Electric vehicle maker Tesla has held onto its title as the most heavily shorted large-cap stock in the U.S. for the third consecutive month, according to a new report from securities firm Hazeltree.
Hazeltree, which tracks short interest across 12,000 equities globally, found Tesla continued to top the list of shorts’ favorite targets through February, despite the stock’s resilience.
In the stock market, a short position refers to investors betting that a company’s share price will decline. Short sellers aim to profit by borrowing shares, immediately selling them, and repurchasing the shares later at a lower price to return them, pocketing the difference.
While Tesla faces no shortage of critics, the sheer size of bearish bets against Elon Musk’s company stands out. Charter Communications and Apple ranked second and third as most shorted large caps behind Tesla.
On platforms like Twitter, Musk has been an outspoken critic of short selling. He argued this week that shorting Tesla amounts to betting against the company’s survival.
“Taking out a short position against Tesla, as [Bill] Gates did, results in the highest return only if a company goes bankrupt!” Musk wrote Monday in response to a news article about Gates having a prior short position.
“Gates placed a massive bet on Tesla dying when our company was at one of its weakest moments several years ago,” Musk added. “Such a big short position also drives the stock down for everyday investors.”
Musk has repeatedly blamed short sellers for manipulating Tesla’s share price lower. But the ongoing prominence of short interest highlights that many investors continue to bet against the EV maker’s lofty valuation.
While Tesla has disrupted the auto industry and holds ambitious long-term goals, critics argue the current stock price of around $900 per share discounts overly optimistic assumptions about growth and future profit potential.
Short interest in Tesla reached nearly 8% of total shares outstanding in February, according to Hazeltree. On an absolute basis, Tesla shorts amounted to over $25 billion in short interest.
To put that in context, short interest against Apple totaled under $20 billion despite its much larger market capitalization. This indicates the sheer scale of bearish positioning targeting Tesla specifically.
With nearly one in twelve Tesla shares shorted, pessimists see ample downside even after the stock’s pullback from all-time highs above $400 per share reached last year. But traders attempting to time short entries have also felt pain during Tesla’s bigger uptrend.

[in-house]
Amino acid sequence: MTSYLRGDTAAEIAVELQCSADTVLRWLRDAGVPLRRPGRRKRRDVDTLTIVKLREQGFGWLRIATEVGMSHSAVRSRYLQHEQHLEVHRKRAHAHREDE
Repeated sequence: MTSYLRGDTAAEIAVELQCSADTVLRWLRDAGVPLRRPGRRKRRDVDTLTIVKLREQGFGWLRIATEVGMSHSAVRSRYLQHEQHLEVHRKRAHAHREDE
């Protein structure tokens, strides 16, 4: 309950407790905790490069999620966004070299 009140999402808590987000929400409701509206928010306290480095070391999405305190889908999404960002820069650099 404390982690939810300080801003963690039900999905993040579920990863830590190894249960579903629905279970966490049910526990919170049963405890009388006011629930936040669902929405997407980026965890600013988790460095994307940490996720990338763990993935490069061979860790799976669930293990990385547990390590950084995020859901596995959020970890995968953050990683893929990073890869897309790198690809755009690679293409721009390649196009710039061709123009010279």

On Monday, the tug-of-war between bulls and bears continued, with Tesla stock surging 10% on a positive analyst report. Morgan Stanley dramatically boosted its Tesla price target, citing long-term potential from the company’s Dojo supercomputer system.
The bank argues Dojo could enable software and services revenue that unlocks new addressable markets beyond automotive. Morgan Stanley now sees Tesla shares reaching $1,300, over 40% above current levels.
“The same forces that have driven AWS to reach 70% of Amazon total EBIT can work at Tesla, in our view, opening up new addressable markets that extend well beyond selling vehicles at a fixed price,” according to analyst Adam Jonas.
Other Tesla observers have highlighted Dojo and the company’s data edge as differentiating strengths. Through over 1 million vehicles on the road, Tesla can refine autonomous technology and offer differentiated software services.
But risks around the pace of adoption for offerings like Full Self Driving continue to divide opinions on Wall Street. Bears expect headwinds as EV competition ramps up.
While Tesla faces doubters, its continued lead as the most shorted stock highlights intense polarization around its disruptive potential. The name trades at a hefty valuation, but also boasts a track record of triumphing over skeptics.
Looking ahead, Tesla’s ability to expand beyond hardware into higher-margin software and services will be key to justifying today’s lofty price tag. Results from the buildout of Dojo over the next several years may hold the key to definitively shifting perceptions.
In the meantime, short sellers will likely continue targeting Tesla as a battleground stock. Musk regularly takes shots at short sellers on social media for betting against his company.
With Tesla maintaining pole position as the most shorted name this year, the ongoing war between bulls and bears shows no signs of abating. Traders on both sides see strong conviction around the stock’s future direction.
But while short interest sits near record levels, Tesla continues to disrupt industries and expand production. Those banking on a collapse may find the road ahead bumpy should Tesla bulls get the last laugh.